When conceptual and minimalist art was at its height, Kiki Smith unapologetically made work related to bodily presence and sensual, subjective knowledge of nature and emotion. Deciding against the heavy, industrial materials of sculptors like Donald Judd, Richard Serra, or her father, Tony Smith, Smith uses ephemeral materials such as paper, wax, glass, and ceramics. Often her sculptures employ the abject, castoffs from the body that seem to occupy a strange middle ground between life and death, objects like fluid and severed limbs that have left the body but are somehow “missed.”
Smith’s art resists both modern and classical notions of beauty, trading in the easily fetishized exterior of the body for the interior, exposing the inner life of the flesh. Often, Smith draws upon themes of death, sexuality, and vulnerability in her work with the concept of the feminine at its heart. Later in her career, Smith explored famous women of history, from Lilith to the Virgin Mary to Little Red Riding Hood, in continuation of her refashioning of typical representations of women in myth and literature.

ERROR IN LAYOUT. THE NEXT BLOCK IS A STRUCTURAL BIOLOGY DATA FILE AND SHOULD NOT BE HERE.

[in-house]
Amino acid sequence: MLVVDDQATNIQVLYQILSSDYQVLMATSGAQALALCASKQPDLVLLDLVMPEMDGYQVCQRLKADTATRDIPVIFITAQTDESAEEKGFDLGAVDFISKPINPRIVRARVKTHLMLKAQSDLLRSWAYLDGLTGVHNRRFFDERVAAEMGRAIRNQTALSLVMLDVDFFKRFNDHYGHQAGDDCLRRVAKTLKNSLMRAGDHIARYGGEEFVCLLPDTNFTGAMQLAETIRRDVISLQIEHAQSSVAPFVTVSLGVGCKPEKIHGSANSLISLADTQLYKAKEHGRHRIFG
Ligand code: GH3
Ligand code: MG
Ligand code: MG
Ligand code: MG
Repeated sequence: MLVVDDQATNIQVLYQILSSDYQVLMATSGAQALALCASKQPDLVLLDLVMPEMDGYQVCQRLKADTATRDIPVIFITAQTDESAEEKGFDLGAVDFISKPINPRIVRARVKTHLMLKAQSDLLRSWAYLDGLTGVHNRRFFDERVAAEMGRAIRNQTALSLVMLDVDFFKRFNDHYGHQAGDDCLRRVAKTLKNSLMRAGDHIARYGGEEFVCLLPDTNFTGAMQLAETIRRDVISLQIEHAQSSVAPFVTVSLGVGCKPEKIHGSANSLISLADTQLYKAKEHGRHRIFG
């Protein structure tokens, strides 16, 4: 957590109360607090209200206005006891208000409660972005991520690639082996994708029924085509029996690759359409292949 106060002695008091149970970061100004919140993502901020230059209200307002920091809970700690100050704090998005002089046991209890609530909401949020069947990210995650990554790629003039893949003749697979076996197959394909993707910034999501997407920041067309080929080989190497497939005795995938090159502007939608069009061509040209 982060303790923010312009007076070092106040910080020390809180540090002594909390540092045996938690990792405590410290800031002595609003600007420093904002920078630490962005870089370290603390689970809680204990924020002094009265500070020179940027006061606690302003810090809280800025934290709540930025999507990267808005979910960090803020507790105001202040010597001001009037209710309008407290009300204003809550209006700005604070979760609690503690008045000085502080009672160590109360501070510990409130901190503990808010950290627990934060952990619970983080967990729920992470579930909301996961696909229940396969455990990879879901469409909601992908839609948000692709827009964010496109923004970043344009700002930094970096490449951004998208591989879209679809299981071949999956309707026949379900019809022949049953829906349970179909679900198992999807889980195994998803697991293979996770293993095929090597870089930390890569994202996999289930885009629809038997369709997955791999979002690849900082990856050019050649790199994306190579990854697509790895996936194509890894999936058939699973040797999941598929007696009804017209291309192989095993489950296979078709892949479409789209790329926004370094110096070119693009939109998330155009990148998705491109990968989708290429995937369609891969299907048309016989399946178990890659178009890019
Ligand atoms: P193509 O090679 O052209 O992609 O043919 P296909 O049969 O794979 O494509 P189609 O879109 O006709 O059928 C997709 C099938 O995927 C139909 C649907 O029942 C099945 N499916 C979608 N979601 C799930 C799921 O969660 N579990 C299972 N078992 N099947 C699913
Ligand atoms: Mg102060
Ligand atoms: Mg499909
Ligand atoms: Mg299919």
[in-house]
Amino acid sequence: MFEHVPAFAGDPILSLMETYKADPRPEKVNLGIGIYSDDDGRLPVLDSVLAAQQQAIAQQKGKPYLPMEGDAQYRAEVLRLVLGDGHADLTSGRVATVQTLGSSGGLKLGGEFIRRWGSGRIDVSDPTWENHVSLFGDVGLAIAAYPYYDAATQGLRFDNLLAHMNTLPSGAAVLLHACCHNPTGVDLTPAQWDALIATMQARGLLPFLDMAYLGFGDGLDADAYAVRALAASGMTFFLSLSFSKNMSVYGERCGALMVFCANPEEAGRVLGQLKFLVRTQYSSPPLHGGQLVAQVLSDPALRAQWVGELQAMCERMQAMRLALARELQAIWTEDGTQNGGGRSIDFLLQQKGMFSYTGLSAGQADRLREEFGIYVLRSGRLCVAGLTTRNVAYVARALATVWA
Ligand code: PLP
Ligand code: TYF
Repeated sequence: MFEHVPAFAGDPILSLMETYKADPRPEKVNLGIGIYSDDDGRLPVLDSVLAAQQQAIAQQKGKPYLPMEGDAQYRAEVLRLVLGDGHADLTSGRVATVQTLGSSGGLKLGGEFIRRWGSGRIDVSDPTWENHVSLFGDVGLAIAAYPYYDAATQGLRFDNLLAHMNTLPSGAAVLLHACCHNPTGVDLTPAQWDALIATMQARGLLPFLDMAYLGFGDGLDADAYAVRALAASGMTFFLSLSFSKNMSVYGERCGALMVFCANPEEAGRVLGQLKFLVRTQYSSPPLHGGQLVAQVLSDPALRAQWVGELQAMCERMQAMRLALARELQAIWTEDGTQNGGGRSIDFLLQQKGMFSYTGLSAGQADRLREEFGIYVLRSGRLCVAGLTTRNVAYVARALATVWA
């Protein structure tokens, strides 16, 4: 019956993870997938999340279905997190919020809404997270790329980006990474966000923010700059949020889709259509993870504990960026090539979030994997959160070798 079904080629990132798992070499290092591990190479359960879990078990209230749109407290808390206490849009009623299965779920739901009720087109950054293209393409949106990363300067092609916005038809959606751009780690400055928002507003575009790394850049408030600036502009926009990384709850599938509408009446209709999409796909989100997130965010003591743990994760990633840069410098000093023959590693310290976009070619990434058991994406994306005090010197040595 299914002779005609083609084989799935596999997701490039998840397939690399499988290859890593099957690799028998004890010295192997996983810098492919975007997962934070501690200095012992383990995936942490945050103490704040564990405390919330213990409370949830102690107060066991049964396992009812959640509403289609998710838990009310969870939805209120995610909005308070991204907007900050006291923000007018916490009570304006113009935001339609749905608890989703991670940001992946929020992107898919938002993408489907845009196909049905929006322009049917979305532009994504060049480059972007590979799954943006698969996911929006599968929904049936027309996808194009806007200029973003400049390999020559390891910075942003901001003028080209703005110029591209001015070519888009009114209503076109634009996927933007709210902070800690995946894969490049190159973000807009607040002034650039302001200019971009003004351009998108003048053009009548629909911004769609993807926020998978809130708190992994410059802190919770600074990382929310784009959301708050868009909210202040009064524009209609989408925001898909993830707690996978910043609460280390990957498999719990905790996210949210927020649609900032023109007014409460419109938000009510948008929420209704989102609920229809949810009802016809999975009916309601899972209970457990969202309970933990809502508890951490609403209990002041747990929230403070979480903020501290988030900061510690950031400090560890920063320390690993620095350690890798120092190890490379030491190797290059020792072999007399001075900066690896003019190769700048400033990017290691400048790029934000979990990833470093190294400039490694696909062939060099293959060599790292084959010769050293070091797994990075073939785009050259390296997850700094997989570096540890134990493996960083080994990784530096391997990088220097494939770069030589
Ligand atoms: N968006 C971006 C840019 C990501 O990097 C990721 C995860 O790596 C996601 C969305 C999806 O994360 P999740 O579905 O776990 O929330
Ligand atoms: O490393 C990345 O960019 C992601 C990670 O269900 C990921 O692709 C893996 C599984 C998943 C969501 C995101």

Untitled (Red Man), 1991, is a body made of Gampi paper covered in blood red ink. Hanging lifeless on the wall, the body is removed from its former animation, disempowered with its two severed arms and severed head accompanying it. As in a scene from Francisco Goya, the body has experienced extreme trauma; it is emptied of its organs and left with just its bloodied shell. Smith’s use of simple paper and ink undercut the gruesomeness of the scene, placing the artwork at a distance from its horrible subject matter. The result is a mysterious, entranced object that seems to avoid both a nihilistic vision of death and a pornographic use of traumatic imagery.
In the late 1990s, Smith started moving away from the body as the central focus of her work to the power and mysteries of the natural world as a whole. Fairy Rings (Mushrooms), 1998, is a ring of bronze mushrooms apparently sprouting from the wall. Mushroom rings have long been associated with the devil and witchcraft, and it was once thought that toadstools were the markers left by fairy footprints during the night. Smith combines such mythological history with the lineage of minimalism for this spare but insightful work.